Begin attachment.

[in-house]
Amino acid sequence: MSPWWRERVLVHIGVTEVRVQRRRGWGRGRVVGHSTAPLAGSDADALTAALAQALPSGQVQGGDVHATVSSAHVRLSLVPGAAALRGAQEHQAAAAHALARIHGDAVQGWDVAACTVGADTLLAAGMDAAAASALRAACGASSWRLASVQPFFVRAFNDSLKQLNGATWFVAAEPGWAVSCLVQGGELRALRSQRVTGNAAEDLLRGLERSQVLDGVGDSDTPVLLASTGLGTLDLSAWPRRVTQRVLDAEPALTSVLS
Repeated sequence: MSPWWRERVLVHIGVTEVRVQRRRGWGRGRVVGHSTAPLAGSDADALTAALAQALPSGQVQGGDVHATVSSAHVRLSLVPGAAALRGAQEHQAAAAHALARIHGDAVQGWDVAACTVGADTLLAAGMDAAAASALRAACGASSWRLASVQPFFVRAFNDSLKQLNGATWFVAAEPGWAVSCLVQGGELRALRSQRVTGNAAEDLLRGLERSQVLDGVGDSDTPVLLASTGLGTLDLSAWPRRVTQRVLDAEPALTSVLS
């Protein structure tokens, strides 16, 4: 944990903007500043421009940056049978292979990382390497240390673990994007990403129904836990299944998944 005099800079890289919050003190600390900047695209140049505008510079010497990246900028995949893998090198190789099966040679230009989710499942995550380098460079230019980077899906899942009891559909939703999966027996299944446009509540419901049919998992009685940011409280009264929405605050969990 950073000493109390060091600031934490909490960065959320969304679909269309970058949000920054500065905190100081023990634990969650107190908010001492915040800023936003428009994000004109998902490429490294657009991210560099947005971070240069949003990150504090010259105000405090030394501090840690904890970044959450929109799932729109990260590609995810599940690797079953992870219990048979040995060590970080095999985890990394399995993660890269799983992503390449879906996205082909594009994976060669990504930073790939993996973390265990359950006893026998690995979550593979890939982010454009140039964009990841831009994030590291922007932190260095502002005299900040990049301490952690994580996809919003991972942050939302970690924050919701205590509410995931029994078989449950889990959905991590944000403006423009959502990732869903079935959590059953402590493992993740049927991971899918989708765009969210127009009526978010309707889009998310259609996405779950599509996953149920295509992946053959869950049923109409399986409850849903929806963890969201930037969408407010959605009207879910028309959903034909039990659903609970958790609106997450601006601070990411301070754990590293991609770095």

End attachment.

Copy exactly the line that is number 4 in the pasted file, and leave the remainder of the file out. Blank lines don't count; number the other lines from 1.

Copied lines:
């Protein structure tokens, strides 16, 4: 944990903007500043421009940056049978292979990382390497240390673990994007990403129904836990299944998944 005099800079890289919050003190600390900047695209140049505008510079010497990246900028995949893998090198190789099966040679230009989710499942995550380098460079230019980077899906899942009891559909939703999966027996299944446009509540419901049919998992009685940011409280009264929405605050969990 950073000493109390060091600031934490909490960065959320969304679909269309970058949000920054500065905190100081023990634990969650107190908010001492915040800023936003428009994000004109998902490429490294657009991210560099947005971070240069949003990150504090010259105000405090030394501090840690904890970044959450929109799932729109990260590609995810599940690797079953992870219990048979040995060590970080095999985890990394399995993660890269799983992503390449879906996205082909594009994976060669990504930073790939993996973390265990359950006893026998690995979550593979890939982010454009140039964009990841831009994030590291922007932190260095502002005299900040990049301490952690994580996809919003991972942050939302970690924050919701205590509410995931029994078989449950889990959905991590944000403006423009959502990732869903079935959590059953402590493992993740049927991971899918989708765009969210127009009526978010309707889009998310259609996405779950599509996953149920295509992946053959869950049923109409399986409850849903929806963890969201930037969408407010959605009207879910028309959903034909039990659903609970958790609106997450601006601070990411301070754990590293991609770095």